Capt. Pete Nette, commanding officer of Naval Support Activity South Potomac (NSASP), shared his experiences as a Navy pilot with young aviation enthusiasts of the Civil Air Patrol (CAP) Charles Composite Squadron on July 7. Nette discussed some the unique aspects of flight operations on aircraft carriers and shared videos that presented how it all looks from the deck and from the cockpit.
CAP is the official civilian auxiliary of the U.S. Air Force; established in 1941, the CAP participates in aerospace education, emergency services and a cadet program for young people ages 12 through 21. The cadet program promotes aviation knowledge, leadership training, physical fitness, ethics and offers participants the opportunity to achieve scholarships. Cadets can also earn credit toward officer status or receive advanced enlisted rank if they decide to join the Air Force.
Charles Composite Squadron leadership, which includes senior cadets, began the meeting with a formation and continued with Capt. Carlos Montague, commander of Charles Composite Squadron, discussing the cadets’ recent test scores and a quick lesson on how cadets should use the chain of command.
Capt. Dennis Chappell, deputy commander of Charles Composite Squadron introduced Nette and added to the lesson by quizzing cadets about Navy rank structure. “I like Navy aviators,” he said. “They’re really cool and they think in three dimensions. They have a really tough job.”
The cadets, whose enthusiasm for all things aviation was contagious, already knew a thing or two about the C-2A Greyhounds and ES-3A Shadows Nette piloted.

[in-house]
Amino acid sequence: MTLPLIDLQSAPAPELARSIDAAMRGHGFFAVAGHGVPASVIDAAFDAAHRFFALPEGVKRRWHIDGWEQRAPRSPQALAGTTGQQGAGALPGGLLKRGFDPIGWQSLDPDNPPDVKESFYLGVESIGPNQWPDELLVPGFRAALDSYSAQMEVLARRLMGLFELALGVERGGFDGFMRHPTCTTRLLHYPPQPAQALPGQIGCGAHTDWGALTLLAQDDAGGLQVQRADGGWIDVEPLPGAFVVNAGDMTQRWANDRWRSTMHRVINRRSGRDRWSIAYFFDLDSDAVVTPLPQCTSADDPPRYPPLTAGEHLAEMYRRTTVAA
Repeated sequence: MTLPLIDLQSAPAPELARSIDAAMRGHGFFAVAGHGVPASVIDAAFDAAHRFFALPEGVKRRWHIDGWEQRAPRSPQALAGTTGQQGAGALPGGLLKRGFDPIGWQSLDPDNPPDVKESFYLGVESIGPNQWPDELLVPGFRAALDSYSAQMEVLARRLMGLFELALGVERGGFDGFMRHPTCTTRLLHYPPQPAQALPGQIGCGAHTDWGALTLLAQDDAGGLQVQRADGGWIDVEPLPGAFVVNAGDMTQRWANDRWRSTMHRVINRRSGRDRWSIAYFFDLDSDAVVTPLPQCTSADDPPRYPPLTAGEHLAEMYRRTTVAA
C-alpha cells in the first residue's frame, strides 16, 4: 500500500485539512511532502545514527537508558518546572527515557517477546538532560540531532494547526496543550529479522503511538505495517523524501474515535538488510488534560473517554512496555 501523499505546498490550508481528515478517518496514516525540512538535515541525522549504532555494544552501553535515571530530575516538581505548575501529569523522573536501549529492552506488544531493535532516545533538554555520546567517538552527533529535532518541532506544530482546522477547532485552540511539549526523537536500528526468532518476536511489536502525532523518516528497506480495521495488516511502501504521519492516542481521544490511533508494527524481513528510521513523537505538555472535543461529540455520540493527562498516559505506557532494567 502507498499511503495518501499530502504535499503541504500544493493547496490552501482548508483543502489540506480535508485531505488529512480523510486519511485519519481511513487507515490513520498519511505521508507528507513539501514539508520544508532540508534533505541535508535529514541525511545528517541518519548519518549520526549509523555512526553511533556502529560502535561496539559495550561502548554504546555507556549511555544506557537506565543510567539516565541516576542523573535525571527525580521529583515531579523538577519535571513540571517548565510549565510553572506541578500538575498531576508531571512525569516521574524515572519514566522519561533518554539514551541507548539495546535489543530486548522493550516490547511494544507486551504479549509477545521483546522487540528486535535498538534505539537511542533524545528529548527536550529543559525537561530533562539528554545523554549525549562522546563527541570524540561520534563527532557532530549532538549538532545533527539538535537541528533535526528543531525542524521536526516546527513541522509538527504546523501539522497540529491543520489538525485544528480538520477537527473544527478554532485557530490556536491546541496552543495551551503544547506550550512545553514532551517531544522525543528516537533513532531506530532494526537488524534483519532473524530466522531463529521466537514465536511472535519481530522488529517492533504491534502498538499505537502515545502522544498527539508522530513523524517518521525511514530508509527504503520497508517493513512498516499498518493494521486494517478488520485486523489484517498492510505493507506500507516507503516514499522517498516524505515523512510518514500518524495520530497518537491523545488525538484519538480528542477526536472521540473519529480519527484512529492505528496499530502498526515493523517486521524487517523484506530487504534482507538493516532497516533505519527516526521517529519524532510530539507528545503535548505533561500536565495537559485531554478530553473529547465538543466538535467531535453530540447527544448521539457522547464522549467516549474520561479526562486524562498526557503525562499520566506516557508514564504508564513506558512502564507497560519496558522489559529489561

“It’s an arrested hook cargo plane,” said Chris O’Connell, cadet commander and a soon-to-be college freshman, describing the Greyhound. “It’s like a C-130 for carriers.”
The cadets knew a little less about the role of the Shadows. “It was electronic reconnaissance, like an Air Force RC-135,” said Nette. “It listens and picks up signals. It was a carrier-based platform and it could also give gas. It had four seats and was ejection seat equipped. Everybody [could be out] in less than a second.”
But the topic that dominated the meeting is how Navy aviators and their shipmates manage the complicated, white knuckling process of flight operations on a carrier. “[Nette] logged 2850 hours and 430 arrested landings on 18 different aircraft carriers,” said Chappell. “I’ve had the opportunity to be out on carriers a couple of times with operations going on and live ordnance. It’s one of the most exciting things you could possibly see in your life.”
Nette presented some harrowing videos of Navy pilots taking off from and landing on a pitching aircraft carrier. He described the mechanics of the steam catapults that launch aircraft from the deck, as well as the precautions pilots take in case they fail. “Every time you go off the catapult, you’ve got to go full power in case it breaks,” he said.
Most important of all, at least when it comes to avoiding having to employ those high-powered ejection seats, was the teamwork of all involved. Bringing all the moving parts together successfully requires immense coordination that extends well beyond pilots themselves.
Nette also described one of the perks of operating on an aircraft carrier, namely, almost always being able to take off and land into the prevailing wind. That is not always the case for Air Force pilots who take off from land runways and must at times contend with crosswind.